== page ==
Accelerators Boost Supercomputer Energy Efficiency

big data

Systems that use accelerators are three times more efficient than those supercomputers that don’t use accelerators

Supercomputers that use accelerators—including graphics chips—along with traditional CPUs are gaining a growing share of the list of the world’s most energy-efficient systems.

According to the Green500 list, released on 30 June by the same group that creates the Top500 list of the world’s fastest supercomputers, said the top eight supercomputers on the green list use accelerators of some kind. Accelerators are hardware designed to perform computations faster than a traditional CPU, or central processing unit.

The energy efficiency of a systems is defined as millions of floating-point operations per second divided by watts, or Mflops/W.


According to Wu Feng, associate professor of computer science and electrical and computer engineering at the College of Engineering at Virginia Tech, the presence of accelerators is making a significant difference in the energy efficiency of supercomputers.

“The accelerator-based supercomputers on the Green500 [are] more than three times more energy-efficient than their non-accelerated counterparts on the list,” Feng, who founded the Green500 list, said in a statement.

According to the group, the systems with the accelerators averaged 554 Mflops/W. Those without the accelerators averaged 181 Mflops/W.

The accelerators come in two forms, the group said, one type being GPUs from either Nvidia or Advanced Micro Devices, through its ATI business. Both companies have aggressively pushed GPUs for general-purpose computing workloads.

Nvidia officials have said the parallel processing capabilities of GPUs will be a key technology that enables systems to continue to ramp up performance. In a column in April, Bill Dally, chief scientist and vice president of Nvidia, argued that traditional CPUs from Intel and AMD demand too much energy, and that for Moore’s Law to continue companies need to adopt the parallel processing capabilities of GPUs.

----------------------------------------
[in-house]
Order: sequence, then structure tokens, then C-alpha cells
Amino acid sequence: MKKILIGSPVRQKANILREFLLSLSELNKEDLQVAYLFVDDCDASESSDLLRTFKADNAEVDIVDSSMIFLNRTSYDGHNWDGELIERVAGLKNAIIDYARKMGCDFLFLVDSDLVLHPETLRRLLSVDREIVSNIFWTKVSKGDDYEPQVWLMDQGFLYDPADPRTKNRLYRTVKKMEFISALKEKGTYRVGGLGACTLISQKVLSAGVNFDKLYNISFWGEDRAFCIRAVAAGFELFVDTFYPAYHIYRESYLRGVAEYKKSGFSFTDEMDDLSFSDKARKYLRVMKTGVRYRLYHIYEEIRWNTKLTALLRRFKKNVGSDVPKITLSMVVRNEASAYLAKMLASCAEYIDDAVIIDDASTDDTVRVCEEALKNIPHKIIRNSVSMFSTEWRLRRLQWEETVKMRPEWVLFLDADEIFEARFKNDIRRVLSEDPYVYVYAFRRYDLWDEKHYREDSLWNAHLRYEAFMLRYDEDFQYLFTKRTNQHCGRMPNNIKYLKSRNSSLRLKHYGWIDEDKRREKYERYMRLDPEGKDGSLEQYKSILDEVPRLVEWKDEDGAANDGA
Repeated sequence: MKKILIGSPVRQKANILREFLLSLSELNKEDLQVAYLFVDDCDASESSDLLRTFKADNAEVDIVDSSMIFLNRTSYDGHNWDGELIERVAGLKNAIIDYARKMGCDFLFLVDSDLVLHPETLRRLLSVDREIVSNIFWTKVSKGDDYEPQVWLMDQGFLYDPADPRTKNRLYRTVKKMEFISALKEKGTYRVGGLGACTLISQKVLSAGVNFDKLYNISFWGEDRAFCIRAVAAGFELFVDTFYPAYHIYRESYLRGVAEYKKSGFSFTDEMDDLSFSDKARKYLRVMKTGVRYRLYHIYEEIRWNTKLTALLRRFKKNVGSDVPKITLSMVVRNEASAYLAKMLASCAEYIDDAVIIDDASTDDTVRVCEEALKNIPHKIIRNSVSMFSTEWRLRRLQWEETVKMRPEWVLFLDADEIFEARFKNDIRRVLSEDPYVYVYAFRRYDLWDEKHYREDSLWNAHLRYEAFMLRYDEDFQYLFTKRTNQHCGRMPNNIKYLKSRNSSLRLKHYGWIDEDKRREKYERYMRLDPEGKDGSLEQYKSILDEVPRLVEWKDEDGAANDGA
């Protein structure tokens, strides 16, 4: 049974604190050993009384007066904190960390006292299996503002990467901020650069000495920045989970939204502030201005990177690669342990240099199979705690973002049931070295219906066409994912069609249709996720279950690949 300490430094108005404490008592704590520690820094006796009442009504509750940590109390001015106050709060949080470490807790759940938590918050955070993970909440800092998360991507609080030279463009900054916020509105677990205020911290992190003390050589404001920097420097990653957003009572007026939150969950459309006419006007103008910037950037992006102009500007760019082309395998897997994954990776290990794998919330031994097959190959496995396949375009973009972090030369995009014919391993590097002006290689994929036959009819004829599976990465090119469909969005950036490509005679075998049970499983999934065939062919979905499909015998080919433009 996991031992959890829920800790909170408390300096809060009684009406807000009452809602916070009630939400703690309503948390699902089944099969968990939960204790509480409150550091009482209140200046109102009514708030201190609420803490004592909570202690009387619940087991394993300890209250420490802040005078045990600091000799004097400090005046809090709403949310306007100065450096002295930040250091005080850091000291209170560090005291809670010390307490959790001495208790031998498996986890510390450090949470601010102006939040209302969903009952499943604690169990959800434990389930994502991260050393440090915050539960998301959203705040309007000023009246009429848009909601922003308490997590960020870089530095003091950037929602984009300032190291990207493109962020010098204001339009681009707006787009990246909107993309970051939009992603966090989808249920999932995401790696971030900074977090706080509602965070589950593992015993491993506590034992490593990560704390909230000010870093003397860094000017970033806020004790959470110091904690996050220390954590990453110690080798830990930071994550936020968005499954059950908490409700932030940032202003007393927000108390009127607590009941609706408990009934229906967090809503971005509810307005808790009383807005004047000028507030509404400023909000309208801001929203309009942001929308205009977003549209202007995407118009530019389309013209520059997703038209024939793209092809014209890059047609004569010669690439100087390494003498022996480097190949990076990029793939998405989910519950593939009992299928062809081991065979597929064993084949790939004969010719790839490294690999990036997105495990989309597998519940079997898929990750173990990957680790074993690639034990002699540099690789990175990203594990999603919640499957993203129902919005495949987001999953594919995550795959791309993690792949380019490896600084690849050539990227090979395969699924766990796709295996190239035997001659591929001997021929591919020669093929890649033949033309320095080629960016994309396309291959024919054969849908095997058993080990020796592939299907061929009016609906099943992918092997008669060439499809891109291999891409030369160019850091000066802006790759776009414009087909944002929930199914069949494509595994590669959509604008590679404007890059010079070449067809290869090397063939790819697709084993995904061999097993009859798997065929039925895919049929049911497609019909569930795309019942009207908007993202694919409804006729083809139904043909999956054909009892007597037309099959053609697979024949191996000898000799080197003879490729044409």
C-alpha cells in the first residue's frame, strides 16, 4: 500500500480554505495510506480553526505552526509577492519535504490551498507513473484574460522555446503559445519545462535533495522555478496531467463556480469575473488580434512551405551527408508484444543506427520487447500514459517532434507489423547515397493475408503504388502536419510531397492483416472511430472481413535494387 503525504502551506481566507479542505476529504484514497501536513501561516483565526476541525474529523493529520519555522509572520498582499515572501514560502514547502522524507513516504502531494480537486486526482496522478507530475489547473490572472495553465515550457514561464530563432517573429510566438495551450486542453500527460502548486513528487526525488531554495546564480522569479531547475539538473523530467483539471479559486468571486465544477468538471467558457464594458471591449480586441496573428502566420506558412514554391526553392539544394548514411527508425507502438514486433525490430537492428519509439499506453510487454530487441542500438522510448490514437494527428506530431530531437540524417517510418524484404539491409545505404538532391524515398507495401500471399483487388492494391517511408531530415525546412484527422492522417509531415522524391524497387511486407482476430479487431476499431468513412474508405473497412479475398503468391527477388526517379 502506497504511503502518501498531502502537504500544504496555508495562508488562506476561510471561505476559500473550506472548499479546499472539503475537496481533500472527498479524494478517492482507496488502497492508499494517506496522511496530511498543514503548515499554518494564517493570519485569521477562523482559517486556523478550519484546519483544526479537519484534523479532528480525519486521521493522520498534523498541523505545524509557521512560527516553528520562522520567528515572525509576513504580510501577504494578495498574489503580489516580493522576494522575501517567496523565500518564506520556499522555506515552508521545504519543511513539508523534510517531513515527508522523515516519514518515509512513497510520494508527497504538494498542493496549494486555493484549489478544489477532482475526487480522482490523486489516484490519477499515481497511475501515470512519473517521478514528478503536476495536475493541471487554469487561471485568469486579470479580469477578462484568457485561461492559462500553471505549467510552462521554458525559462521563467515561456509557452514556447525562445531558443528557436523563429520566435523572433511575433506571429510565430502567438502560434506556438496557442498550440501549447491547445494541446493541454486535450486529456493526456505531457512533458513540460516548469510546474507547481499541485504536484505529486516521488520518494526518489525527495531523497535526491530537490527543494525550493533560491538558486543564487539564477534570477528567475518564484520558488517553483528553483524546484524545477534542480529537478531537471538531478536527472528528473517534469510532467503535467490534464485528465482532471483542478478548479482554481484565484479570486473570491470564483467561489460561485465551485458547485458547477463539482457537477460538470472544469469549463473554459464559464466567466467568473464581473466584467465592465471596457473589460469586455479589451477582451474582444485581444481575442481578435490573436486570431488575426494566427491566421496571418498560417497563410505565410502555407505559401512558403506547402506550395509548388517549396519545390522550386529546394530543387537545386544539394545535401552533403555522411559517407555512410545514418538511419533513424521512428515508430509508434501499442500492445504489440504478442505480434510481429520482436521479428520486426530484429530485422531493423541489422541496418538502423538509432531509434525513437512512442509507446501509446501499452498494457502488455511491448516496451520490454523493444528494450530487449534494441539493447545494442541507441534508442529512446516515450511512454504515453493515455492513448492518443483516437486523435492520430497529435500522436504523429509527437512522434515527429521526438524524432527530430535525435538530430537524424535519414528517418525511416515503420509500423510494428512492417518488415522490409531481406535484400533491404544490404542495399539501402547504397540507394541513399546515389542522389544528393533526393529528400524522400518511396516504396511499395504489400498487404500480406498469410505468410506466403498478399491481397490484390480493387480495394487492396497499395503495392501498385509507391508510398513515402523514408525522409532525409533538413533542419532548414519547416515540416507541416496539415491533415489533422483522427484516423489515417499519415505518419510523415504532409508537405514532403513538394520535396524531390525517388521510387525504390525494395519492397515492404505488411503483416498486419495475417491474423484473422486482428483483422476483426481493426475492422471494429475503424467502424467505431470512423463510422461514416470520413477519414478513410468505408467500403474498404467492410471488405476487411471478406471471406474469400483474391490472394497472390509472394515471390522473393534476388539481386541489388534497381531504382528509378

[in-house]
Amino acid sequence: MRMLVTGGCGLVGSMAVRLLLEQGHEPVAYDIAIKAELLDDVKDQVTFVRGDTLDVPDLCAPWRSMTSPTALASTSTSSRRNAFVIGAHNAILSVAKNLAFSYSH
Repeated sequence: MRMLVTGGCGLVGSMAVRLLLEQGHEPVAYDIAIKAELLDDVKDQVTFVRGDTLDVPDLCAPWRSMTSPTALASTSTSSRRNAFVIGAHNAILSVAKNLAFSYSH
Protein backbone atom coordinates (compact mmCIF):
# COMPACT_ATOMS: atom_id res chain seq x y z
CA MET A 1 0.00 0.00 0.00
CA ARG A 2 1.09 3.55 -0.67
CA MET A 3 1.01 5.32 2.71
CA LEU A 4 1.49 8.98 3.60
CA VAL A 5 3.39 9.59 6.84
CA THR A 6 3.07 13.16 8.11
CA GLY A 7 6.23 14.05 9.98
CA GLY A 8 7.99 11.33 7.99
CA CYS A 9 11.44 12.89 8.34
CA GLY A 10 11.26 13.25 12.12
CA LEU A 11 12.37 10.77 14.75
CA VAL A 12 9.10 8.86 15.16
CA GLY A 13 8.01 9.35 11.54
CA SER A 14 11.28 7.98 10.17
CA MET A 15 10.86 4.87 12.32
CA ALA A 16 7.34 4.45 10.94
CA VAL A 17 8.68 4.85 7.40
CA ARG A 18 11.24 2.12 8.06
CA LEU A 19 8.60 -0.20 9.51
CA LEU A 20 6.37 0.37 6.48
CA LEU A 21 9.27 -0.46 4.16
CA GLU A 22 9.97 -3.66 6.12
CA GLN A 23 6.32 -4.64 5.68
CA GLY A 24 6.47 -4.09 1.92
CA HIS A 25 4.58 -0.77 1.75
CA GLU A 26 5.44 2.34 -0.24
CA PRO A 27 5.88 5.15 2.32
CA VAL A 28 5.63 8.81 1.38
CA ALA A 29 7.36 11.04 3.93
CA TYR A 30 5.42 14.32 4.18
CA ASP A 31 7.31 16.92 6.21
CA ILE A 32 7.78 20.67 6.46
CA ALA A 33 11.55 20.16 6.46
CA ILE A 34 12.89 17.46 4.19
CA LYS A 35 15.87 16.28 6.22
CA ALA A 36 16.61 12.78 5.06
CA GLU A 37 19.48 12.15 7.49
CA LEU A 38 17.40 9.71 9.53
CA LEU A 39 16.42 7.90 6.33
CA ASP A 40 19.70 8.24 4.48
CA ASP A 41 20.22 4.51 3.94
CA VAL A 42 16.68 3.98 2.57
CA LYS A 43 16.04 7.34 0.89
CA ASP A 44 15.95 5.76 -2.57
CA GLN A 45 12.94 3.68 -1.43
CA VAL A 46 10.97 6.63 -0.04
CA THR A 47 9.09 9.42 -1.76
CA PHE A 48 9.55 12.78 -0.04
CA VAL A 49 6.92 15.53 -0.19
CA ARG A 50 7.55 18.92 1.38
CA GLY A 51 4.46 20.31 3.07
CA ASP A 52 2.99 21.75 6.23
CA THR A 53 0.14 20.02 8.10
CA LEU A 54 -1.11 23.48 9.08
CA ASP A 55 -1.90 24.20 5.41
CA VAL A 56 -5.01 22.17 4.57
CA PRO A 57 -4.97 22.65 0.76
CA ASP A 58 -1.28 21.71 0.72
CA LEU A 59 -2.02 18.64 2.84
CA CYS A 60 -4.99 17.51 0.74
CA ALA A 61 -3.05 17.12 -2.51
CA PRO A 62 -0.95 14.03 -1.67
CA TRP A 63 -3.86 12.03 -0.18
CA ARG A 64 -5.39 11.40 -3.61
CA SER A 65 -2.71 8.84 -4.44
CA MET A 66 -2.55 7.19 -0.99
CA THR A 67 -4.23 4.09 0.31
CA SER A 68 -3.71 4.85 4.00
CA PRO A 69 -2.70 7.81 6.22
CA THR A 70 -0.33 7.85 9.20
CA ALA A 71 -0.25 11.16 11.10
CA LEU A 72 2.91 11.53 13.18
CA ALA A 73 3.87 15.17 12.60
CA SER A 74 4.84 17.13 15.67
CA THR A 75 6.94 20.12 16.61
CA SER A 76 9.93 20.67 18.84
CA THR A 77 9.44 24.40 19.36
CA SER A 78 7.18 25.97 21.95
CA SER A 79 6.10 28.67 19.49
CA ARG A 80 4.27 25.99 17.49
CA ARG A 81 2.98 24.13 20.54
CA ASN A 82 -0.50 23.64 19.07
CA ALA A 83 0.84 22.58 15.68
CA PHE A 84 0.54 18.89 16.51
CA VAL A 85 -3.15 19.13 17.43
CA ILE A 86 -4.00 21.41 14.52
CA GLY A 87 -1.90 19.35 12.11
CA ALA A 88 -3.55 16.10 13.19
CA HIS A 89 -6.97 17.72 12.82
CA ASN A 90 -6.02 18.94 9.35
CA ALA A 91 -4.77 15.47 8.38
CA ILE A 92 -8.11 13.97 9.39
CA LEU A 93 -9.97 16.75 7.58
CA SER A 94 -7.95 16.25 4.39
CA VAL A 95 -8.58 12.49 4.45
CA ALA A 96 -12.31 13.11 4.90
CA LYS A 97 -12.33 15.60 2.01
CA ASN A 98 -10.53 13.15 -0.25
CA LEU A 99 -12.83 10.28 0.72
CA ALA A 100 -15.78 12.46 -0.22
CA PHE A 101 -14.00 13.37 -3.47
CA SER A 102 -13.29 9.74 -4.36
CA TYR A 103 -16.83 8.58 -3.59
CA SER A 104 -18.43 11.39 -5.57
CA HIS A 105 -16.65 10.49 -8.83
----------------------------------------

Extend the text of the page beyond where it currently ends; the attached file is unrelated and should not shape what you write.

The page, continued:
High Performance Computing

Systems vendors, such as SGI, are beginning to bring GPUs into their HPC (high-performance computing) servers.

Two of the top 10 on the Green500 list are supercomputers from China—the Dawning TC3600 and Mole-8.5—that use Nvidia graphics chips with traditional Xeon processors from Intel. A third supercomputer from China, Tianhe-1, a supercomputer that uses ATI Radeon HD 4870 GPUs from AMD, debuted on the list in November 2009 at No. 8, but has fallen to No.11 in the current list.

The second type of accelerator showing up on the Green500 list is the customer PowerXCell 8i chip from IBM. Systems using the PowerXCell 8i took the top three spots on the current Green500 list. Those three QPace systems are housed in Germany.

The PowerXCell 8i is an enhanced version of the Cell Broadband Engine that IBM originally developed with Sony and Toshiba.

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